In a further sign that opponents of Israeli Prime Minister Yitzhak Rabin’s peace policies have an ear on Capitol Hill, the president of the Zionist Organization of America secured a coveted meeting with the House of Representative’ freshman class this week.
Morton Klein, ZOA’s national president, used the Tuesday evening session to urge members to end American financial support directly to the Palestine Liberation Organization.
Klein was one of eight speakers at the weekly gathering of the 73 Republican freshmen. Congressional aides who attended the session estimated that more than 12 members of Congress were present when Klein spoke.
Rep. Jon Fox (R-Pa.) invited Klein to speak at the session, which was attended by an additional 20 to 30 congressional aides.
In an interview, Klein said he used his five-minute speech to detail what is required of the PLO, told the members that it has not complied with its agreements with the PLO and asked them to support a bill on the subject introduced this week by Sen. Alfonse D’Amato (R-N.Y.)
D’Amato’s bill proposes cutting off all direct aid to the PLO and the Palestinian Authority. Under his proposal Palestinian institutions in the West Bank and Gaza could receive money only if the PLO complies with its accords.
D’Amato’s bill comes as Congress is considering the renewal of legislation that would enable continuing financial assistance to the PLO. D’Amato’s proposal is not expected to gain much support in Congress.
The meeting marks the second time Klein has pulled off a coup on Capitol Hill to meet with freshmen.
In January, Klein and Frank Gaffney, director of the Center for Security Policy, briefed the Senate’s freshman class, urging them to oppose stationing U.S. troops on the Golan Heights as part of a possible Israeli-Syrian peace deal. Five freshman senators attended that meeting.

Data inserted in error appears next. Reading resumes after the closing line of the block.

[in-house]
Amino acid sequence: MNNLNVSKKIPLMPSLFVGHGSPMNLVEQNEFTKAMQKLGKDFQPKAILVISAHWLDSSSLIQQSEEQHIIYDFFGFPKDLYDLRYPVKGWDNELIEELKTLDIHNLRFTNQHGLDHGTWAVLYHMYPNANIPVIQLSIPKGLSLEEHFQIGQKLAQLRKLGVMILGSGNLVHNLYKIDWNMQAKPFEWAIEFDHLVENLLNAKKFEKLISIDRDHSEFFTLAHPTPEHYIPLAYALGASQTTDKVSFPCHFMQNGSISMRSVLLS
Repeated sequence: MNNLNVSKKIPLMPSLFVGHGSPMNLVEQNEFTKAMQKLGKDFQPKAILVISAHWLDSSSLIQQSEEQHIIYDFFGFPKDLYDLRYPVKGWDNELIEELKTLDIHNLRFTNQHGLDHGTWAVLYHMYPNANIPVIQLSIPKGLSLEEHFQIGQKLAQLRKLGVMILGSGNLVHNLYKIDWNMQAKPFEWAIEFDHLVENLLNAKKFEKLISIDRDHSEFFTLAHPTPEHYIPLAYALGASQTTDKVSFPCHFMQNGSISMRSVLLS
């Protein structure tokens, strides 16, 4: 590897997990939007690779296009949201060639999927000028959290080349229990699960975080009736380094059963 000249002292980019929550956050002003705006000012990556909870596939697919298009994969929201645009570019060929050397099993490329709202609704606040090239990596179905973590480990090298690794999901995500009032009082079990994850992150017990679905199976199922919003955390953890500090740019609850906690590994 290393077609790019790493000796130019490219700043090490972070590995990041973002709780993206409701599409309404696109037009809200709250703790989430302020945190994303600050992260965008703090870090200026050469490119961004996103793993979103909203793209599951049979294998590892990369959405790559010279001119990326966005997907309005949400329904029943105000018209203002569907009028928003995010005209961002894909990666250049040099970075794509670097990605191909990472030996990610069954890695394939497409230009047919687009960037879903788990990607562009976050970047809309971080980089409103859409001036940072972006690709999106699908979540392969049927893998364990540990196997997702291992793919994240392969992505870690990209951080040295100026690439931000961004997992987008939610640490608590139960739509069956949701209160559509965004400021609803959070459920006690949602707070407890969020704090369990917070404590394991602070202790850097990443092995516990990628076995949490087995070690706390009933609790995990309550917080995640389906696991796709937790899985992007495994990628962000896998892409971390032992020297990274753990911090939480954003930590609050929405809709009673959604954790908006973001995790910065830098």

Officials at the American Israel Public Affairs Committee, the pro-Israel lobby, were unaware that Klein spoke to the freshman class.
Last year, after a bitter fight erupted between AIPAC and the ZOA during the congressional foreign aid debate, Klein agreed to “coordinate and consult” with AIPAC on any visits to Capitol Hill.
AIPAC had accused Klein of putting the foreign aid bill in jeopardy when he lobbied members in what they termed an unprofessional manner. Klein vehemently denied the charges and maintained his right to lobby members of Congress.
The Conference of Presidents brokered a truce between ZOA and AIPAC, which had requested disciplinary action against Klein.
The Conference of Presidents of Major American Jewish Organizations reiterated the position that AIPAC is the sole lobbying arm of the Jewish community and that all members of the Conference of Presidents must coordinate and consult their activities with the pro-Israel lobby.
After the Tuesday briefing, Klein maintained his right to meet with the freshman without telling AIPAC.
“I made it crystal clear to (AIPAC Executive Director) Neal Sher about ZOA’s concerns about PLO compliance and told him we will be speaking to as many congressmen and senators as we can,” Klein said in an interview.
AIPAC officials could not be reached for comment. AIPAC has taken the position to support continuing aid to the PLO, while updating and strengthening provisions calling for stricter compliance.
In the wake of the Klein meeting, many Jewish activists who favor continuing aid to the PLO as an important part of the peace process said they are re- evaluating their strategies.
“The Jewish community needs to be more vocal and unambiguous in our support. We need to step up our efforts,” said Martin Raffel, associate executive vice chairman of the National Jewish Community Relations Advisory Council.
“All of us, and I don’t exclude NJCRAC, ought to re-examine whether our efforts have been effective,” said Martin Raffel.